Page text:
Alan Murray, editor of Fortune Magazine.
Photograph by Wesley Mann for Fortune
By Alan Murray
October 30, 2014

When I was in college, my father would tear pages out of Fortune—his favorite magazine—and send them to me. He hoped to persuade me to major in something more practical than English. I usually left the pages, folded and unread, on my dorm room desk.

So it is with irony I now find myself editing The Advice Issue of Fortune. The opportunity to learn from others is the great virtue of being human. The refusal to do so, our proud vice.

Still, there are moments when well-framed advice can change a person’s life for the better. This issue is dedicated to those moments. We reached out to hundreds of successful people and asked them for the single most valuable piece of advice they received during their careers, as well as advice they give others. The response has been overwhelming. We have included many of these offerings in the November 17th issue, and are publishing many more on fortune.com.

The best submissions capture complex lessons in succinct prose. Andrew Liveris, CEO of Dow Chemical, recalled something he was told by an elder Chinese businessman early in his career:

There are three pillars to society: the rule of law, the rule of logic, and the rule of relationships. In the West these are prioritized as follows: first law, second logic, third relationships. In the East it’s exactly the opposite: first relationships, then logic, then law. All are indispensable. But what’s most important to understand is that the starting points are different.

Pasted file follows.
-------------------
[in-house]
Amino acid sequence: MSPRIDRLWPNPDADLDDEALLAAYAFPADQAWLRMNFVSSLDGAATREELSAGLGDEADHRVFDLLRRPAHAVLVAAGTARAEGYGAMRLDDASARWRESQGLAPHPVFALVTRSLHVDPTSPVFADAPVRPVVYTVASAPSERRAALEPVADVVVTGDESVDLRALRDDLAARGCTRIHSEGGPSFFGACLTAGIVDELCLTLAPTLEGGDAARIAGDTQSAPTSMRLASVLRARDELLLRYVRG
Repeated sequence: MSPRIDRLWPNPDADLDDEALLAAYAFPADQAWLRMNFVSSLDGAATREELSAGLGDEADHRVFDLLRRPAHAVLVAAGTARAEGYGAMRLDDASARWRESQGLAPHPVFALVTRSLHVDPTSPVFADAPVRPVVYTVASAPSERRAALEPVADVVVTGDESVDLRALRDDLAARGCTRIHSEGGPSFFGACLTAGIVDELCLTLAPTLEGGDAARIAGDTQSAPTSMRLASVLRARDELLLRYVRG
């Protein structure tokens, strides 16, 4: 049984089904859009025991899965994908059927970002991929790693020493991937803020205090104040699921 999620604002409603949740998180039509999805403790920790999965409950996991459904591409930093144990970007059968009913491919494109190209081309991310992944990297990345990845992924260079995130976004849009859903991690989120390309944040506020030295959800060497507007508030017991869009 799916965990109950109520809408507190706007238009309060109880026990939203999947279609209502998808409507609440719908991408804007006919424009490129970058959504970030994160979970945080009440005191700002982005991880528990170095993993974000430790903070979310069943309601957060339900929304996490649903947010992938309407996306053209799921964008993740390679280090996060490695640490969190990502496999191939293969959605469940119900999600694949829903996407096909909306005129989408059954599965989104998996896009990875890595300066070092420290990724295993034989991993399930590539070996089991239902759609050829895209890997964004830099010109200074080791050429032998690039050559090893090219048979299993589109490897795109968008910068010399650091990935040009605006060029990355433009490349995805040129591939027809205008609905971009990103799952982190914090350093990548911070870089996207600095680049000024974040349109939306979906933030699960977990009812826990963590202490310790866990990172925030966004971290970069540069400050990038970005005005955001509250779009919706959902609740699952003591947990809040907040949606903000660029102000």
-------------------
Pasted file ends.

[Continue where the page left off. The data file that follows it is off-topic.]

In other cases, the power of the message emanates from the messenger. Tony Robbins, one of the world’s most successful advisers, has a charisma his listeners find difficult to ignore. Jack Welch turned a successful career as CEO of General Electric into a second career as a purveyor of business advice, and his lessons have lived on through the many executives he touched—including Home Depot CEO Frank Blake.

DreamWorks CEO Jeffrey Katzenberg says the best advice he ever received came from actor Kirk Douglas, whom he had watched in the movie Spartacus when he was only 10 years old. Thirty years later Katzenberg was seated next to Douglas at a charity dinner and watched him give an impassioned speech to the audience.

“I asked him where that passion came from,” Katzenberg recalls. “This is when he said the most important words anyone has ever said to me:

You haven’t learned how to live until you learn how to give.’”

To be sure, not all advice is good advice. Former Treasury Secretary Larry Summers offers a note of skepticism to our endeavor—as is his wont—which he attributes to a tennis coach when he was young:

Advice is never as good as you think it is when you think it is good. And it is never as bad as you think it is when you think it is bad.

But here’s one piece of advice that we are convinced is rock solid. It comes to us from Pepsi CEO Indra Nooyi:

Never stop learning. Whether you are an entry-level employee fresh from college or a CEO, you don’t know it all. Admitting this is not a sign of weakness. The strongest leaders are those who are lifelong students.

At Fortune we are committed to lifelong learning. We hope you’ll learn something useful from the pages that follow.

This story appears in the November 17, 2014 issue of Fortune.

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